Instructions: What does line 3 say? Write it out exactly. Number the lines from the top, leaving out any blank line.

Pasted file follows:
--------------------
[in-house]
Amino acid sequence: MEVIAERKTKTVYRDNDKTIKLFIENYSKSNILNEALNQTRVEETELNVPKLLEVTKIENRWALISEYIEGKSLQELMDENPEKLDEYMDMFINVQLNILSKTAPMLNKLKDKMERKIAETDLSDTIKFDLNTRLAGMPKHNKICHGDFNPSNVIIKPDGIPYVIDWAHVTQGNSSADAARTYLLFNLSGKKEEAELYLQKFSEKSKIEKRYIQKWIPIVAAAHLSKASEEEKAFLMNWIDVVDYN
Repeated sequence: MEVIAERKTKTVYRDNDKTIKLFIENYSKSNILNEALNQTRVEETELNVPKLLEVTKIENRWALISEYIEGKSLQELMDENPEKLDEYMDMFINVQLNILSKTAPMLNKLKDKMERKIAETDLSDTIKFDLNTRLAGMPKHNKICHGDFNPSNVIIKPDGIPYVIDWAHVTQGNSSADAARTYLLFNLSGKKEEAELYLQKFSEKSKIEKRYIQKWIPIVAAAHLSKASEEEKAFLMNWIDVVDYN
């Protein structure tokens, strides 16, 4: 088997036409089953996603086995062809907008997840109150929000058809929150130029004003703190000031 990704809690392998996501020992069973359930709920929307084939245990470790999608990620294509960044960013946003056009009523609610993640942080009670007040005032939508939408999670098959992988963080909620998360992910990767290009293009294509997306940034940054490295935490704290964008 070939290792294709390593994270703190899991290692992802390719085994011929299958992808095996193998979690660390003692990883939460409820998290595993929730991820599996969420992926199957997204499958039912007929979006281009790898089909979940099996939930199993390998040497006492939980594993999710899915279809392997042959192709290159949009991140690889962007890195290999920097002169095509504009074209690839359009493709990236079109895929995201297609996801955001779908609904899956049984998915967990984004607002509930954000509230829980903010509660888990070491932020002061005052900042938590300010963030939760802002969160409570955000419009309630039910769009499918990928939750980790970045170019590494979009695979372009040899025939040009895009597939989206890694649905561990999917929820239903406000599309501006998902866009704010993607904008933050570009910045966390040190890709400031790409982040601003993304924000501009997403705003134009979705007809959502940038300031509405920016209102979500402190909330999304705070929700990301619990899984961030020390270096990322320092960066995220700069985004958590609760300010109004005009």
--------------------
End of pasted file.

Repeated sequence: MEVIAERKTKTVYRDNDKTIKLFIENYSKSNILNEALNQTRVEETELNVPKLLEVTKIENRWALISEYIEGKSLQELMDENPEKLDEYMDMFINVQLNILSKTAPMLNKLKDKMERKIAETDLSDTIKFDLNTRLAGMPKHNKICHGDFNPSNVIIKPDGIPYVIDWAHVTQGNSSADAARTYLLFNLSGKKEEAELYLQKFSEKSKIEKRYIQKWIPIVAAAHLSKASEEEKAFLMNWIDVVDYN